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Mailing list for the LaTeX3 project <[log in to unmask]>
"Randolph J. Herber" <[log in to unmask]>
Tue, 4 Mar 1997 00:18:44 -0600
Mailing list for the LaTeX3 project <[log in to unmask]>
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|Date: Mon, 03 Mar 1997 21:59:39 +0100
|From: [log in to unmask] (Hans Aberg)
|Subject: Re: Shortref mechanism
|To: LaTeX3 project <[log in to unmask]>
|Cc: "Randolph J. Herber" <[log in to unmask]>

|"Randolph J. Herber" <[log in to unmask]> wrote:

|>|>        Please. would you use the proper nomenclature?

|>|>        The pairing from your improper nomenclature to what I believe
|>|>        is the pertinent nomenclature for what you are attempting to
|>|>        discuss is:

|>|>                deterministic           ==>             context free
|>|>                non-deterministic       ==>             context sensitive

|  I get a lot of (very long) letters of this kind, demanding that I should
|use this or other terminology.

        Ipse dixit.

|  I have an old book, "Compilers", by Robin Hunter, that on page 40 defines
|the  notions "nondetermistic/deterministic parser" as whether of one can go
|back on the decision in the parsing process, or not. This is what I mean.

        Your reference, Robin Hunter, probably used the phrase
        ``deterministic grammar'' in the sense of being unambiguous.
        This is separate from whether the grammar is context sensitive.
        It is possible for a context sensitive grammar to be ambiguous.

        The class of change that you are proposing involves a change
        from a context free to a context sensitive grammar for TeX.

        My basis is the following:

        Arto Salomaa, Theory of Automata, Pergamon, Oxford, 1969.

        David Gries, Compiler Construcion for Digital Computers,
        John Wiley, 1971, ISBN 0-471-32776-X.

        Alfred V. Aho and Jeffery D. Ullman, Principles of Compiler Design,
        Addison Wesley, 1977, ISBN 0-201-00022-9.

        Alfred V. Aho, Ravi Sethi and Jeffrey D. Ullman, Compilers:
        Principles, Techniques and Tools, Addison Wesley, 1986,
        ISBN 0-201-10088-6.

        Allen I. Holub, Compiler Design in C, Prentice-Hall, 1990,
        ISBN 0-13-155045-4.

        *Axel T. Schreiner and H. George Friedman, Jr., Introduction
        to Compiler Construction with UNIX, Prentice Hall, 1985,
        ISBN 0-13-474396-2.

        William M. McKeeman, James J. Horning, David B. Wortman,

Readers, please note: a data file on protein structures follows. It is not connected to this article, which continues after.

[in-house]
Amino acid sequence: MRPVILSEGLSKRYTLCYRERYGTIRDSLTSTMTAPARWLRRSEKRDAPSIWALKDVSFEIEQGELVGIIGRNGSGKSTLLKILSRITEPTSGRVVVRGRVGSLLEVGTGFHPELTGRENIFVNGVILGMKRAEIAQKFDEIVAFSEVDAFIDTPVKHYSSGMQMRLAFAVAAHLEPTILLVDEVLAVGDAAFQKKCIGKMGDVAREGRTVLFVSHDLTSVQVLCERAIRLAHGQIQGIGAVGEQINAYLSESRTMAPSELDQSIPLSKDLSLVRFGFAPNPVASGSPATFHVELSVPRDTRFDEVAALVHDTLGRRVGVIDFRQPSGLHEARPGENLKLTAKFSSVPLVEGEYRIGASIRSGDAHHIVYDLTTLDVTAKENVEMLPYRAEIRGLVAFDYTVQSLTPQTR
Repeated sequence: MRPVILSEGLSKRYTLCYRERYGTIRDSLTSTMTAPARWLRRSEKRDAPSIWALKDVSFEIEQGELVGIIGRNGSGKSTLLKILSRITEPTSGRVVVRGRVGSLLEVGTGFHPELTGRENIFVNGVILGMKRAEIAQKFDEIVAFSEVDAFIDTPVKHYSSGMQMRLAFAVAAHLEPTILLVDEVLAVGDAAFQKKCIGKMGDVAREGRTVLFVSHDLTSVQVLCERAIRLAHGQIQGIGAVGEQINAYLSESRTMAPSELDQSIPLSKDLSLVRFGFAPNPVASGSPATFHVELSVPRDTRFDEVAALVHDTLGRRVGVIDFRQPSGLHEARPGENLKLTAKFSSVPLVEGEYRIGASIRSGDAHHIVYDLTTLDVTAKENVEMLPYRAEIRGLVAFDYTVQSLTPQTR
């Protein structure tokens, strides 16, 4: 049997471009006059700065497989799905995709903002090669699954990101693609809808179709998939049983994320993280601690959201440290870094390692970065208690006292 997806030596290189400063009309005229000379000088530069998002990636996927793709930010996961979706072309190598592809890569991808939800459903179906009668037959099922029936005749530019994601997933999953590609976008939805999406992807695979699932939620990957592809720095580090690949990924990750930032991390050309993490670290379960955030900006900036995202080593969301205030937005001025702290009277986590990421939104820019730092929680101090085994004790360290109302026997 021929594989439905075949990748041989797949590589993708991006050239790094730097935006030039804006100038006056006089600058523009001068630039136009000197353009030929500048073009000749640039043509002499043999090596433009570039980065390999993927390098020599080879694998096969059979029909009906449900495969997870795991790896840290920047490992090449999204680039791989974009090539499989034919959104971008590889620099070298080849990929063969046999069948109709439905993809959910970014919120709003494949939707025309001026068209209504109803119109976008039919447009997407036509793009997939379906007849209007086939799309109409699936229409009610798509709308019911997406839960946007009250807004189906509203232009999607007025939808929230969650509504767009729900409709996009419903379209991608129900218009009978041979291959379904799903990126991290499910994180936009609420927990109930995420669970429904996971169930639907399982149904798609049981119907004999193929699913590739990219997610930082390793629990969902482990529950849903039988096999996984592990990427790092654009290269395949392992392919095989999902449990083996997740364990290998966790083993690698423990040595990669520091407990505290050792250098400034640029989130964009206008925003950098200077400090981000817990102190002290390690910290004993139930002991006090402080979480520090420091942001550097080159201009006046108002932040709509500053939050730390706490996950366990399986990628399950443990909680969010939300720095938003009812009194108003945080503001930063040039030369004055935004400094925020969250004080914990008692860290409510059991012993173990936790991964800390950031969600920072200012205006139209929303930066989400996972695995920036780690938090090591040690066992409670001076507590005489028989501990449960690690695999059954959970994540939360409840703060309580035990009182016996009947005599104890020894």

A Compiler Generator, Prentice Hall, 1970, ISBN 0-13-155077-2.

        **P.M. Lewis II, D.J. Rosenkrantz and R.E.Stearns, Compiler Design
        Theory, Addison Wesley, 1978, ISBN 0-201-14455-7.

        Charles N. Fischer and Richard J. LeBlanc, Jr., Crafting a Compiler,
        Benjamin/Cummings, 1988, ISBN 0-8053-3201-4.

        *William M. Waite and Gerhard Goos, Compiler Construction,
        Springer-Verlag, 1984-1985, ISBN 0-387-90821-8.

        * This book happens to use the adjective ``deterministic'' in the
        sense of ``unambiguous''.

        ** This book happens to use the adjective ``deterministic'' applied
        to parsing in the sense that a stack (pushdown) machine is used to
        implement the parser or to recognize the language.

        Several of these books have an extensive bibliography.  None of
        these bibliography mention your reference.  Many of them refer
        to the books which preceeded them.

|  On page 231, a "context sensitive parser" is described as a method to
|handle a attribute grammars, and the like. This is not what I have in mind.

        This refers to a parser.  I had been refering to context free
        languages and grammars.  ``Attribute grammars'' are concerned
        with semantics.  At the level of semantics all compiler and
        interpreters which process meaning, which attribute grammers
        must, must be context sensitive.

|  Otherwise, I do not understand how this or other terminology can solve
|the problems discussed here.

        It _may_ help solve problems in communication.

|  Hans Aberg

Randolph J. Herber, [log in to unmask], +1 630 840 2966,
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